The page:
Three recent storms have highlighted the need for West Hartford to move forward to comply with a mandate to remove storm water from the sanitary sewer system.
By Rick Bush
Now that the rainwater and illicit sewer discharges have receded, and we take stock of the damage caused by one 200-year and two 25-year storms within 14 days, we need to seriously look at the state of the storm sewer system and removal of storm water from the sanitary sewer system in West Hartford.
West Hartford is a Municipal Separated Storm Sewer System ( MS4) municipality which means that the rain water is not supposed to go, or more accurately is mandated not to go into the sanitary sewer. While West Hartford ordinances conform to this mandate, in reality, as many of us know, that is not the case. These last three storms highlighted the deficiencies in West Hartford’s efforts to implement the MS4 permit language and to keep up with the required mandate.
These three, supposedly infrequent, storms caused dozens of basements and manholes to surcharge and millions of gallons of sewage to flow into Trout Brook, Kane Brook, and the Park River as well as our streets, backyards, and basements. West Hartford residents need to become aware of this issue and need to understand that it is our collective responsibility as taxpayers to correct this problem.
If this was something new that no one knew about it would be one thing, but it has been going on since 1957 when the first plan was submitted to the town to deal with the storm water problem. Unfortunately, for the last six decades, no Town Council has had the political will to deal with it. The proverbial can has been kicked down the road. Now, as we face imminent global climate change and the increasing threat of severe storms impacting our area more frequently, we must accept this becoming the norm and not the exception.
As the air becomes warmer and holds more moisture, rainstorms will become more frequent and more powerful as witnessed these last two weeks. It has become a clear reality and we need to focus our political will to deal with this problem now. We also need to understand that if we don’t take corrective action voluntarily, the EPA and DEEP will force our hand and mandate West Hartford do deal with removing private and public storm water from the Metropolitan District Commission (MDC) sewer system. This is not a pretty project with immediate visible benefit. This is not a project that will elevate West Hartford’s standing as “the best town to live” because the MS4 problem is not a metric that is measured for livability. It is not a problem that the current Town Council even seems to fully understand. It is an expensive and difficult problem and a problem that will increase taxes for all West Hartford property owners for decades. It impacts the health and safety of our town residents and quality of the water in our rivers, streams, streets and basements and the value of our homes and businesses.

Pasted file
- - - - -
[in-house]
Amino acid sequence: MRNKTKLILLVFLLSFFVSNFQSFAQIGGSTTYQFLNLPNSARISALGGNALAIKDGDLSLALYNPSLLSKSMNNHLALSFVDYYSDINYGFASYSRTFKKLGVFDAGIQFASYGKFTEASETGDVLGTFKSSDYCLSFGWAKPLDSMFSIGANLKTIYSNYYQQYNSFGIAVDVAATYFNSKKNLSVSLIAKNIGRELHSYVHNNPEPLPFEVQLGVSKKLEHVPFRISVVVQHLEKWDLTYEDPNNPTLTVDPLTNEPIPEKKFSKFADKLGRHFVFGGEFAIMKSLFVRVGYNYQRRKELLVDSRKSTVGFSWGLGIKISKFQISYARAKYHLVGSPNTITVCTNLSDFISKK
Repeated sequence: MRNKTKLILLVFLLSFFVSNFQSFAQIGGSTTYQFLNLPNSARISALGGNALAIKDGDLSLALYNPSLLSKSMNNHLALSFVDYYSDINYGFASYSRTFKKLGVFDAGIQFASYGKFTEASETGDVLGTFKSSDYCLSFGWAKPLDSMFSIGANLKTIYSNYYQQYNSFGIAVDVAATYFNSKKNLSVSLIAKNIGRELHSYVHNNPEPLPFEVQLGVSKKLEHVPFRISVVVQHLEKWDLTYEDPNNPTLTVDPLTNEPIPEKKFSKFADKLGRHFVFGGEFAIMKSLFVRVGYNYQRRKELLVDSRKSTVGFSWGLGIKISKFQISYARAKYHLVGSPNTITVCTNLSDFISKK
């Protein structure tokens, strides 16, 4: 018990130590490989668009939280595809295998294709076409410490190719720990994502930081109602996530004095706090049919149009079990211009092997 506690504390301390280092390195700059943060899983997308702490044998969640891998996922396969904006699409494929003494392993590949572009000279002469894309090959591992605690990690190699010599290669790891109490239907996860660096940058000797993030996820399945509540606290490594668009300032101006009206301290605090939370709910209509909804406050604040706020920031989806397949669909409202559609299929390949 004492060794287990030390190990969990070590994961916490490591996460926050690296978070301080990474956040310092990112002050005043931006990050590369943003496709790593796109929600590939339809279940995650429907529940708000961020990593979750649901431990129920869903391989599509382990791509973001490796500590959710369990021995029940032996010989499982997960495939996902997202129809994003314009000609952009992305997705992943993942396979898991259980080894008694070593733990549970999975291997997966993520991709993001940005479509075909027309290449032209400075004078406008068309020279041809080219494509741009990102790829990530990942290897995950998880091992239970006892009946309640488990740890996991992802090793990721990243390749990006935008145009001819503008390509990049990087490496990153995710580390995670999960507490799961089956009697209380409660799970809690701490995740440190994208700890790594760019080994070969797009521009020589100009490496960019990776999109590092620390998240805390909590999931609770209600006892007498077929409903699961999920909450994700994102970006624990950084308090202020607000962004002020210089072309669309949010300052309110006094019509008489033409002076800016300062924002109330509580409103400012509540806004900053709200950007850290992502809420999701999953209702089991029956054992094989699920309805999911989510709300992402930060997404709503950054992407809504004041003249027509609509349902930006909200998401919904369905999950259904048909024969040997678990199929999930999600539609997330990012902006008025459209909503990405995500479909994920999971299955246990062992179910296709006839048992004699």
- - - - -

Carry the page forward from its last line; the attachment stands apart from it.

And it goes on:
As the residents of West Hartford face increasing costs with increasing budgets which increase our taxes, we will be forced to accept the reality of this problem sooner rather than later. The MDC, the non-profit company that provides our drinking water and manages our sanitary sewers, recently discovered 72 town-owned stormwater, street catch-basins connected to the sanitary sewer in the Ringgold Street area. These are illegal connections per EPA/DEEP regulations under MS4, as well as being a separated sewer system community under the Clean Water Act. This additional water is a major contributor of approximately 9 million gallons of West Hartford’s rainwater that causes the sanitary sewer during a large rain event to overflow at Ringgold Street area manholes and Kane Brook in Hartford. Prior to identifying this information, MDC intended to spend $36 million to connect the existing overflow pipes in Kane Brook to a larger pipe in Hartford designed to carry the additional load.
But when they discovered that the water was entering their system illegally, they shifted the burden from the MDC budget directly to the town of West Hartford. This single project will cost West Hartford taxpayers somewhere between $27 and $67 million depending on the availability and capacity of existing storm infrastructure in city streets. Not only did the burden get shifted from MDC to West Hartford but it will now become a priority project superseding the priority of the FEAT (Farmington Avenue, Elizabeth Park, Asylum Avenue, Trout Brook) Drainage Study area which has been the major area of residential basement flooding for decades. West Hartford has spent close to $400,000 and three years on this study which is about to take a huge backseat to this new MDC priority issue.
West Hartford residents need to make choices this election cycle. We need people on the Town Council who understand this issue and who are willing to spend their political capital working with the MDC and the town to combine resources and address both entity’s goals simultaneously. If your basement floods, or your street floods, or your river or stream has a murky hue after a rainstorm you are impacted by this. If it doesn’t directly impact you than it will impact you indirectly in the form of higher taxes. It will impact you as more frequent 25-year storms hit our area. This is the future of our town. It is the dark underbelly that no one is looking at. It is the invisible, dirty, complicated, expensive problem that you have never heard about. Until now.
Editor’s Note: Rick Bush is one of five West Hartford residents serving on the Metropolitan District Commission’s Board of Commissioners. He is also a candidate for Town Council as a member of A Connecticut Party.
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